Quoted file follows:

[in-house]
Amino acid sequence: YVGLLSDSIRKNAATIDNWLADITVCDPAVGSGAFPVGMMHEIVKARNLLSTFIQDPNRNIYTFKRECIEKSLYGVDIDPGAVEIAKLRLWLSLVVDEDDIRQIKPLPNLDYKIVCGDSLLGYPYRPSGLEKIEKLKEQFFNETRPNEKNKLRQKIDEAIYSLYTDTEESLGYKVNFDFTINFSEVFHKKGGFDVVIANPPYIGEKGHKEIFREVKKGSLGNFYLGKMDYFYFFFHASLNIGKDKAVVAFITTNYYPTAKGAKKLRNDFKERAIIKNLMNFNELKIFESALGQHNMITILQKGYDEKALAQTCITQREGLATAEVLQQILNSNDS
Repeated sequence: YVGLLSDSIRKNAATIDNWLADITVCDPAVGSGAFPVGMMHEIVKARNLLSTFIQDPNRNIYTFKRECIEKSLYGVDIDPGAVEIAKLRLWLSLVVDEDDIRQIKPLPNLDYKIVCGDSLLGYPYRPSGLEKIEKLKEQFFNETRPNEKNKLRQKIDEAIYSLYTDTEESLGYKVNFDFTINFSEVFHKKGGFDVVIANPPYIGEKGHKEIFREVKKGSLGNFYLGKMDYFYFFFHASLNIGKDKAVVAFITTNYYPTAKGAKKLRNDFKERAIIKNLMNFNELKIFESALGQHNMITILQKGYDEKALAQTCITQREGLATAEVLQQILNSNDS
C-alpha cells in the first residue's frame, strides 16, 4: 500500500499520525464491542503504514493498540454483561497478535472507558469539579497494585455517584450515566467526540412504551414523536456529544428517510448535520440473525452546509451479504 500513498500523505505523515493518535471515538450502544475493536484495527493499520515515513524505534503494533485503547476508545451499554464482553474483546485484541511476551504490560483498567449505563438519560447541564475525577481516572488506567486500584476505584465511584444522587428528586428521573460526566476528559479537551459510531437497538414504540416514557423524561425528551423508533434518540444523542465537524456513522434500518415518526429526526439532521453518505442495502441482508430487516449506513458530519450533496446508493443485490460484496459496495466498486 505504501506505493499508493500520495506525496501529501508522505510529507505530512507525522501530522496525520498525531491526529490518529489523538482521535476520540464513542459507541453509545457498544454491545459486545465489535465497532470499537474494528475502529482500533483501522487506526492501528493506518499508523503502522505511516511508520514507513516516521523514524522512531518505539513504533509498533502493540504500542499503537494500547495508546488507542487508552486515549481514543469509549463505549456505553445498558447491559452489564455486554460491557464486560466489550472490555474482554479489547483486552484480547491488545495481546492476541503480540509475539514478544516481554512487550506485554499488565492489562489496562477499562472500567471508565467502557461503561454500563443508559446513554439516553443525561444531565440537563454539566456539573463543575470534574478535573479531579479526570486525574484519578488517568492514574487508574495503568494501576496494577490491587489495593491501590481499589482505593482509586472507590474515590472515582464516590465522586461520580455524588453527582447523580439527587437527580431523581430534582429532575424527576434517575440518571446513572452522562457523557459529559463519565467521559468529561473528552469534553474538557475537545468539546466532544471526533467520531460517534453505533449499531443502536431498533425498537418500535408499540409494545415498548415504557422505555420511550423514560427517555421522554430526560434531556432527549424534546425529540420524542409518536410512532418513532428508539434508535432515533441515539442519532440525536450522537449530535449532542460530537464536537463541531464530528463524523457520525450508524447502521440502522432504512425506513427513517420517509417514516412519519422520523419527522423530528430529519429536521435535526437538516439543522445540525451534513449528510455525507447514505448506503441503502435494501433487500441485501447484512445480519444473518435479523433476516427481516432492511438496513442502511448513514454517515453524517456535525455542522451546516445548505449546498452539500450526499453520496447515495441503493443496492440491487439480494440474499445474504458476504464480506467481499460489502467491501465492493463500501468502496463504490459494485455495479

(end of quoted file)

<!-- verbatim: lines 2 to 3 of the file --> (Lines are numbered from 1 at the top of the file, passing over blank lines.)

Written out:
Amino acid sequence: YVGLLSDSIRKNAATIDNWLADITVCDPAVGSGAFPVGMMHEIVKARNLLSTFIQDPNRNIYTFKRECIEKSLYGVDIDPGAVEIAKLRLWLSLVVDEDDIRQIKPLPNLDYKIVCGDSLLGYPYRPSGLEKIEKLKEQFFNETRPNEKNKLRQKIDEAIYSLYTDTEESLGYKVNFDFTINFSEVFHKKGGFDVVIANPPYIGEKGHKEIFREVKKGSLGNFYLGKMDYFYFFFHASLNIGKDKAVVAFITTNYYPTAKGAKKLRNDFKERAIIKNLMNFNELKIFESALGQHNMITILQKGYDEKALAQTCITQREGLATAEVLQQILNSNDS
Repeated sequence: YVGLLSDSIRKNAATIDNWLADITVCDPAVGSGAFPVGMMHEIVKARNLLSTFIQDPNRNIYTFKRECIEKSLYGVDIDPGAVEIAKLRLWLSLVVDEDDIRQIKPLPNLDYKIVCGDSLLGYPYRPSGLEKIEKLKEQFFNETRPNEKNKLRQKIDEAIYSLYTDTEESLGYKVNFDFTINFSEVFHKKGGFDVVIANPPYIGEKGHKEIFREVKKGSLGNFYLGKMDYFYFFFHASLNIGKDKAVVAFITTNYYPTAKGAKKLRNDFKERAIIKNLMNFNELKIFESALGQHNMITILQKGYDEKALAQTCITQREGLATAEVLQQILNSNDS